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Our finest hour

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Our finest hour

Market Summary – 1st Quarter, 2020

“I see great reason for intense vigilance and exertion, but none whatever for panic and despair.”
 – British Prime Minister Winston Churchill in his famous “Our Finest Hour” address in 1940.

The first quarter of 2020 will be remembered as among our country’s darkest days. The dire forecasts seem endless. Doctors and epidemiologists project death rates that we can barely fathom. Economists warn that we could be headed for the most dramatic short-term economic slowdown in the history of the country. Politicians find themselves struggling to get their arms around a crisis that is unlike anything they were prepared to handle.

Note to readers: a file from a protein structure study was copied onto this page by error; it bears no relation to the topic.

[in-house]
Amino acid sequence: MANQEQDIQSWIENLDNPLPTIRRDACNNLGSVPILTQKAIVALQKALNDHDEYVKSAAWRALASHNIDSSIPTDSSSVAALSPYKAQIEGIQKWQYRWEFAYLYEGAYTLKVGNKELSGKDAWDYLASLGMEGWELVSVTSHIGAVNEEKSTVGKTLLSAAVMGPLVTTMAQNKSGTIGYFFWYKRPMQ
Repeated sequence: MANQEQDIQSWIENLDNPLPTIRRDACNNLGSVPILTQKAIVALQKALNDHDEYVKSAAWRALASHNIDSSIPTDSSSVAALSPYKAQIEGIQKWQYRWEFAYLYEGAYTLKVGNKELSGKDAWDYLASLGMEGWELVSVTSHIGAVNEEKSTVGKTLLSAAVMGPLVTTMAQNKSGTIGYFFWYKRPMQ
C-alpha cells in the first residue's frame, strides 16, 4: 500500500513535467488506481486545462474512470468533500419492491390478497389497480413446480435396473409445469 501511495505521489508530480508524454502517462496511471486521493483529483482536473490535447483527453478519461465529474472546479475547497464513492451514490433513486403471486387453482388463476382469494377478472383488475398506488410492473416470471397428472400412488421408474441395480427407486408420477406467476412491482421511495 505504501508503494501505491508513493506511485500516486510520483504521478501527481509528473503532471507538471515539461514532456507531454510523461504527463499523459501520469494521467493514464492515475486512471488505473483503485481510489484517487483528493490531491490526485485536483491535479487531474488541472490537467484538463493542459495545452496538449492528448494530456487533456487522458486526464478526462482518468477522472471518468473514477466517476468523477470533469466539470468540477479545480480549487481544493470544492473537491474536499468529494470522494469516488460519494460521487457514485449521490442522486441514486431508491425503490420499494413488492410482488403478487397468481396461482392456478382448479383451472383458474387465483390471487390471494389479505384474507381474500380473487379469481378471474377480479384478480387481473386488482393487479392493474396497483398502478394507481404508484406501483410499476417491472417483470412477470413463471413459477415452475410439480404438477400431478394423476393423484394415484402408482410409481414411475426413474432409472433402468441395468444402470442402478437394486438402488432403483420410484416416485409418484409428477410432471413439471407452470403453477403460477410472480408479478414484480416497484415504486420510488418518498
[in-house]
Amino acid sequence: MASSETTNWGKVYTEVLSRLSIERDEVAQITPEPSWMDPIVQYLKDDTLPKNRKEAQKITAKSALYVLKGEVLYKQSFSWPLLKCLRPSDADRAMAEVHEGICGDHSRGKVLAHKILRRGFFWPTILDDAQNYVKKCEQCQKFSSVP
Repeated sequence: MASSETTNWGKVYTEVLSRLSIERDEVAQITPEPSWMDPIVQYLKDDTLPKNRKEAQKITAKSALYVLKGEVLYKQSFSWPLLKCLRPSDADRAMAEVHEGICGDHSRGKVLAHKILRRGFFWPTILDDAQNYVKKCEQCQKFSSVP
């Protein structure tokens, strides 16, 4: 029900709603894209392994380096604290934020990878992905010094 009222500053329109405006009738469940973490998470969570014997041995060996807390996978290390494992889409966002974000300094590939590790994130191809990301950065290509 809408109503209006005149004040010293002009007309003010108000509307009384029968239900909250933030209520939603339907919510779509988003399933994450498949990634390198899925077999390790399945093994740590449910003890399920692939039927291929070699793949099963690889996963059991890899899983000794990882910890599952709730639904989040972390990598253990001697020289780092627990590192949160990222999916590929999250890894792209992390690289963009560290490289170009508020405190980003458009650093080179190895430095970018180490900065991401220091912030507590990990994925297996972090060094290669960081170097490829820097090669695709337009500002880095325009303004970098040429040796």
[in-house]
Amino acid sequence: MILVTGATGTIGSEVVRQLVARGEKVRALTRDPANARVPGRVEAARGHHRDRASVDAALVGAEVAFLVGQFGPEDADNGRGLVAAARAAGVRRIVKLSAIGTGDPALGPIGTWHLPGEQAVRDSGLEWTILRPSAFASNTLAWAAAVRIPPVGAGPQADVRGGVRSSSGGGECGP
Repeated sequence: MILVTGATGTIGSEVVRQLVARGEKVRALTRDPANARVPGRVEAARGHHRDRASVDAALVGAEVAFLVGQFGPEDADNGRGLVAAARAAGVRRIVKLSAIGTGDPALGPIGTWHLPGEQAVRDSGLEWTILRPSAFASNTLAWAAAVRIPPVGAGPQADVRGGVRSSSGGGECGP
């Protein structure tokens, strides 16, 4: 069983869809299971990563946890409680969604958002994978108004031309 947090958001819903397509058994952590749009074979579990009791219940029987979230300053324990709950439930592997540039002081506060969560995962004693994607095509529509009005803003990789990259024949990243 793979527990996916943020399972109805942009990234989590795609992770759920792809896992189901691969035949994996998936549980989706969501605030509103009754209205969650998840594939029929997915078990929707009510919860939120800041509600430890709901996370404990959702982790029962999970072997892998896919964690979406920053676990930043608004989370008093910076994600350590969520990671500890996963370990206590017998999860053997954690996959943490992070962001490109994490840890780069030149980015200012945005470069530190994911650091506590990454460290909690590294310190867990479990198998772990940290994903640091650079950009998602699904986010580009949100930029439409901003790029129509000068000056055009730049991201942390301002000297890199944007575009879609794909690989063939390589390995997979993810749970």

These dark days have created an anxiety-producing investment environment. The recent downturn in the market is not surprising given the forlorn headlines that constantly bombard us. Dramatic daily price swings have become routine.

As investors, we acknowledge the hardship and anxiety brought about by the current state of affairs. We encourage readers to appreciate that long-term optimism and deep appreciation for short-term challenges are not mutually exclusive.